What constitutes auto theft?

UPDATED: Dec 28, 2011

Advertiser Disclosure

It’s all about you. We want to help you make the right legal decisions.

We strive to help you make confident insurance and legal decisions. Finding trusted and reliable insurance quotes and legal advice should be easy. This doesn’t influence our content. Our opinions are our own.

UPDATED: Dec 28, 2011Fact Checked

Get Legal Help Today

Compare Quotes From Top Companies and Save

secured lock Secured with SHA-256 Encryption

What constitutes auto theft?

A relative (74 years old) is behind on car payments and owes about $14,000. She plans to leave the state with the car, not make payments, and hope not to be found. This must be criminal behavior. What will happen if/when she is found?

Asked on December 28, 2011 under Criminal Law, Georgia


FreeAdvice Contributing Attorney / FreeAdvice Contributing Attorney

Answered 11 years ago | Contributor

Auto theft is when a person takes another person's vehicle without permission with the intent to deprive the rightful owner of possession of it.

In your situation, the relative was making payments on a vehicle that she is entitled to possess based upon a loan from the lender. Her failure to continue to make payments on the vehicle is more of a civil breach of contract as opposed to a criminal situation.

Assuming the vehicle is located by the lender, it will be repossessed, towed and auctioned off under the loan agreement. Afterwards, there most likely will be a civil action against the relative for a deficiency judgment under the loan for the vehicle.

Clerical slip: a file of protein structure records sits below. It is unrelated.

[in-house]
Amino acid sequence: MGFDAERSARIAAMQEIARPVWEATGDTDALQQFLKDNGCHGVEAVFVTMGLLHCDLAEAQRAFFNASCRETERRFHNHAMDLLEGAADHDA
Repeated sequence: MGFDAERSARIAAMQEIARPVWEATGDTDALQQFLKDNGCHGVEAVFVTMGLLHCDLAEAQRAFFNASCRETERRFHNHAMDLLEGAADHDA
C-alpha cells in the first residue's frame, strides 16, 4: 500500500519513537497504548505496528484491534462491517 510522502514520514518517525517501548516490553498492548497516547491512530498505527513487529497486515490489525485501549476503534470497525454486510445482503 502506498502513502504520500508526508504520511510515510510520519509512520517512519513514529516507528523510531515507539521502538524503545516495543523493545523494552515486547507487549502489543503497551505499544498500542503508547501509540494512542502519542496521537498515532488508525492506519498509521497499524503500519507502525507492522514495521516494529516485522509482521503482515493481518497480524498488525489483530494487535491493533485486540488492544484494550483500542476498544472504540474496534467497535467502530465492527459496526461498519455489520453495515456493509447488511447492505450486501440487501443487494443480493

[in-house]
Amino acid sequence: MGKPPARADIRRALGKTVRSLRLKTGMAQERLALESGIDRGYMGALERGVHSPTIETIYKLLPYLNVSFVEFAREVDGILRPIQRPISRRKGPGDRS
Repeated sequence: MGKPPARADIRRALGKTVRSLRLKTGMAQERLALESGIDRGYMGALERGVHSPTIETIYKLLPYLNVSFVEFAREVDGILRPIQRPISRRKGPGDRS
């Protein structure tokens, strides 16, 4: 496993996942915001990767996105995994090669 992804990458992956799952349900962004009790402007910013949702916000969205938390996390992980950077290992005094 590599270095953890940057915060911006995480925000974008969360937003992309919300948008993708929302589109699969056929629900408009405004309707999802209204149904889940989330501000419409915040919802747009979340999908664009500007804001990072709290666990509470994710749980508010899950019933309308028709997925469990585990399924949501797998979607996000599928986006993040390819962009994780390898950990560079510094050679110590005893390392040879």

IMPORTANT NOTICE: The Answer(s) provided above are for general information only. The attorney providing the answer was not serving as the attorney for the person submitting the question or in any attorney-client relationship with such person. Laws may vary from state to state, and sometimes change. Tiny variations in the facts, or a fact not set forth in a question, often can change a legal outcome or an attorney's conclusion. Although AttorneyPages.com has verified the attorney was admitted to practice law in at least one jurisdiction, he or she may not be authorized to practice law in the jurisdiction referred to in the question, nor is he or she necessarily experienced in the area of the law involved. Unlike the information in the Answer(s) above, upon which you should NOT rely, for personal advice you can rely upon we suggest you retain an attorney to represent you.

Get Legal Help Today

Find the right lawyer for your legal issue.

secured lock Secured with SHA-256 Encryption